FACEBOOK is launching cryptocurrency next year that will allow people to move money from their smartphone into a digital “wallet”.
The currency is known as Libra, which the social network says it has “no special role” in governing and will manage equally with a group of big companies.
Experts have branded the move a dangerous power grab that marks Facebook’s “most invasive” form of surveillance yet.
So far, Facebook has enlisted 28 firms, including Spotify and Uber, who each had to invest a minimum of £8million to be a founding member of the Libra Association, an independent not-for-profit membership organisation.
It wants to attract 100 businesses in time for launch, which it is aiming for the first half of 2020.
Libra is supported by a reserve of the world’s best assets and the world’s most trusted central banks, who gave the cryptocurrency “general cautious support”, according to David Marcus, who started exploring blockchain at Facebook a year ago.
“Libra holds the potential to provide billions of people around the world with access to a more inclusive, more open financial ecosystem,” he explained.
The social network is hoping that its collaborative approach can ease volatility concerns of existing blockchains and cryptocurrencies.
Facebook will operate its own digital wallet for people to spend Libra, known as the Calibra Wallet, which will be available in WhatsApp, Facebook Messenger and as a standalone app.
Users will be able to send money to each other initially, at low to no cost, the social network said.
Eventually, it intends to open the Calibra Wallet up to additional services, so that people can pay bills, buy goods by scanning a code or accessing public transport.
Account information from Calibra will not be shared with Facebook to improve things like ad targeting, except for “limited cases” where this data may be shared “to keep people safe, comply with the law, and provide basic functionality to the people who use Calibra”, the social network added.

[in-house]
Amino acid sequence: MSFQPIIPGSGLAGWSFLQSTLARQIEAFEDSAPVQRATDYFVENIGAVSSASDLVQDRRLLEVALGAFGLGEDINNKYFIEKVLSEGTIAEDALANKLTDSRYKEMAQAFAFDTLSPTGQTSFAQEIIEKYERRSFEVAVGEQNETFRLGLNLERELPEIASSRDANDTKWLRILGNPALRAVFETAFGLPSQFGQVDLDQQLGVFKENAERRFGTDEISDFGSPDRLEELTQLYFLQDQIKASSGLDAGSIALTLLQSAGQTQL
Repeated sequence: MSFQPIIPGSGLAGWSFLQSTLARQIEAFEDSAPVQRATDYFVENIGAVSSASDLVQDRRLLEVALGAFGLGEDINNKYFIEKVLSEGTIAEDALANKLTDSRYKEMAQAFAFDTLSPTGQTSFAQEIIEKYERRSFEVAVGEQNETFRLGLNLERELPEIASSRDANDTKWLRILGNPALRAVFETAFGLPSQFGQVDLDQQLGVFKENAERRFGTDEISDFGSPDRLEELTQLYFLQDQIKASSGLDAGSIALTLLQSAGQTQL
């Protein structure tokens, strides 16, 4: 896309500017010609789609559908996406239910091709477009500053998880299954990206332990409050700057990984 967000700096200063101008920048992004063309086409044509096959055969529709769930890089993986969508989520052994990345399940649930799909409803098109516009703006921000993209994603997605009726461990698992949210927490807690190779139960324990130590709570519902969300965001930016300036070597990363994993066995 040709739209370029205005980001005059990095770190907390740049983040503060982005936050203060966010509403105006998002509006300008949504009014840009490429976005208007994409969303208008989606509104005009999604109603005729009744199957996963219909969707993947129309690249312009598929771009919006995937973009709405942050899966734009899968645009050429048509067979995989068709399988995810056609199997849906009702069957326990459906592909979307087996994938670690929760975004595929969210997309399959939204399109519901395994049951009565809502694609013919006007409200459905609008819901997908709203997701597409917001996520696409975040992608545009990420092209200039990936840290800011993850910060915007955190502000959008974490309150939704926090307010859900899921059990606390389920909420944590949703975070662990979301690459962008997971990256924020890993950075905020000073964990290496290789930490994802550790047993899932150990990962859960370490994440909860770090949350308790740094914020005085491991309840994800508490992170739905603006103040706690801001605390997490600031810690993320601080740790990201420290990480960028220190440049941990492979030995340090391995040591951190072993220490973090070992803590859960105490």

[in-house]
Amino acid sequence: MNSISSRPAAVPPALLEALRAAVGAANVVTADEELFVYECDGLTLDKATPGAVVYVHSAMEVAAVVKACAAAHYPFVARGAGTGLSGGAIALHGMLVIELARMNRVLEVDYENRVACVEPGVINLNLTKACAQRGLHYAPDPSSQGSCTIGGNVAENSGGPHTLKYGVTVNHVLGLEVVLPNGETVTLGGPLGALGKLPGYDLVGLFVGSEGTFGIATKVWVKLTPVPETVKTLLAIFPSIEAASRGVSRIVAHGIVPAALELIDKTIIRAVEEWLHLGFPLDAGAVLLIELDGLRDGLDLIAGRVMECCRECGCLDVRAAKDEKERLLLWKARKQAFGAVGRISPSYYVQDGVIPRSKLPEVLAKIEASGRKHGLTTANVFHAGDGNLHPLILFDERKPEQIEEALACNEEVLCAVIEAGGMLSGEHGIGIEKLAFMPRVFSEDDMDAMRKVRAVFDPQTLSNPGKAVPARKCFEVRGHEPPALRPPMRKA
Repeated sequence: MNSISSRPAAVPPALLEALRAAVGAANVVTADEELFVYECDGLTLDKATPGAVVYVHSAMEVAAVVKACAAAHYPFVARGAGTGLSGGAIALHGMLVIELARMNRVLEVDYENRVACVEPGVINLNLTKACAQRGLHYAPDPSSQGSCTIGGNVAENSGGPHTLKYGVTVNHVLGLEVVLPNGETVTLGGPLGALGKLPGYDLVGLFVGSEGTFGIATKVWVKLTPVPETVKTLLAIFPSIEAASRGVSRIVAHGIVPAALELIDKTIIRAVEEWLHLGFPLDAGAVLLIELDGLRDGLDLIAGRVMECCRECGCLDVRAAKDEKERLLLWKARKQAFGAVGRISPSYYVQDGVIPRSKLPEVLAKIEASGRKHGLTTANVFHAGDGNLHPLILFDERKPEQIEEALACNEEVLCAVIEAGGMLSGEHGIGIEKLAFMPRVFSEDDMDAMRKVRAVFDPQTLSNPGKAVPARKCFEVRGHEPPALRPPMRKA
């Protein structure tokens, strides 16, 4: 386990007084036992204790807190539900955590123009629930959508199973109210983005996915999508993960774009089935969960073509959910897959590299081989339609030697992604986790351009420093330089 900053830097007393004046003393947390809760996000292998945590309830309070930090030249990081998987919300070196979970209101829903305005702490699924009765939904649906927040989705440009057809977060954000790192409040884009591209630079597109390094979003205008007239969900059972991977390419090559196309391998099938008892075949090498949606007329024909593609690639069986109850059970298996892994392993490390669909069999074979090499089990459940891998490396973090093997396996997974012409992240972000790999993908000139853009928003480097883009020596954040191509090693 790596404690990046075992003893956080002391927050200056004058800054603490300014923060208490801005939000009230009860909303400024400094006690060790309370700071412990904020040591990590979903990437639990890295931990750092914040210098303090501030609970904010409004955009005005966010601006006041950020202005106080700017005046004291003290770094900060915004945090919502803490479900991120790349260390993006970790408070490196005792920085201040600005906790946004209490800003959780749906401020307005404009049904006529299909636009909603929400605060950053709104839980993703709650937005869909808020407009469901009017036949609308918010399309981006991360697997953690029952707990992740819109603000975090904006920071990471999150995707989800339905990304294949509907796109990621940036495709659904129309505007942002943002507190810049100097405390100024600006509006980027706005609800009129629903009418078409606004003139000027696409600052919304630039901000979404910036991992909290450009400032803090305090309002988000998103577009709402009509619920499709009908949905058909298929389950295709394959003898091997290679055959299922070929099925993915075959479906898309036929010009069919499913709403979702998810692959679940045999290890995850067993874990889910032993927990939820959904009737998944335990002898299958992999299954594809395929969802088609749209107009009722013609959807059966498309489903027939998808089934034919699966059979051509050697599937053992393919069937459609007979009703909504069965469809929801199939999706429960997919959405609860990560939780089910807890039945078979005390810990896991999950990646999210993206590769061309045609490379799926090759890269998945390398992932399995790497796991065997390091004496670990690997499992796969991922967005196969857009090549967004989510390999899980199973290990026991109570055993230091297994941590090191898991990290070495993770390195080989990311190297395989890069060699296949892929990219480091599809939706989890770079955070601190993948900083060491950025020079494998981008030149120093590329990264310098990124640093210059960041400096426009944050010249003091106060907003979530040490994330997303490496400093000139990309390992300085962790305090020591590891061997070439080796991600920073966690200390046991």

Libra is open source, meaning anyone will be able to launch their own digital wallet and include the currency.
“As a Founding Member of the Libra Network, Vodafone will extend its commitment to digital and financial inclusion by supporting the creation of a new global currency and encouraging a
wide range of innovative financial services to be developed through its open-source platform,” said Stefano Parisse, group director of product and services at Vodafone Group.
“This has the potential to be truly transformative and will benefit those who have never used, or are struggling to access, financial services around the world.”
What is a cryptocurrency?
Bitcoin got you baffled? Here’s what you really need to know
- A cryptocurrency is a virtual currency
- Examples include Bitcoin and the new Facebook-led coin “Libra”
- It’s traded between people without the help of a bank
- Every transaction is recorded in a public ledger, or ‘blockchain’
- Crypto cash is created by mining
- Mining involves solving difficult maths problems using computer processors
- Coins can be traded anonymously, which makes them a popular way of funding illegal activities
- A single Bitcoin is worth over £7,000 today, but the value fluctuates wildly
Unlike bitcoin, the value of Libra is tied to a collection of currencies in order to prevent price volatility – one of the main reasons people cite when explaining why bitcoin is unsuitable for use as a mainstream currency.
Despite several major retailers accepting bitcoin, the world’s first cryptocurrency has become more commonly used as a store of value or speculative investment.
But not everyone was singing the project’s praises.
Phil Chen, Decentralized Chief Officer at HTC, said the move was part of a “dangerous” power grab by Facebook.
“If you’re concerned with Facebook knowing too much or having too much access to your private data or social graph, the GlobalCoin will give Facebook even more direct access to your financial information,” he told The Sun. “It’s not just access to the information of your transactions, it’s direct access to your wealth and capital.
If the top-line question about Facebook and antitrust is about whether to break it up and spin off the likes of WhatsApp and Instagram – well this global coin is the most invasive and dangerous form of surveillance they have devised thus far.
This will easily become the most dangerous antitrust case in history.
If this is launched and adopted worldwide, we’re bound to see Facebook as the top 10 biggest companies for the next 100 years that have complete ownership of the customer and their data from their social graph to every transaction recorded through Facebook, WhatsApp and Instagram.
This project is the antithesis of bitcoin and is another step towards total control of data and users.”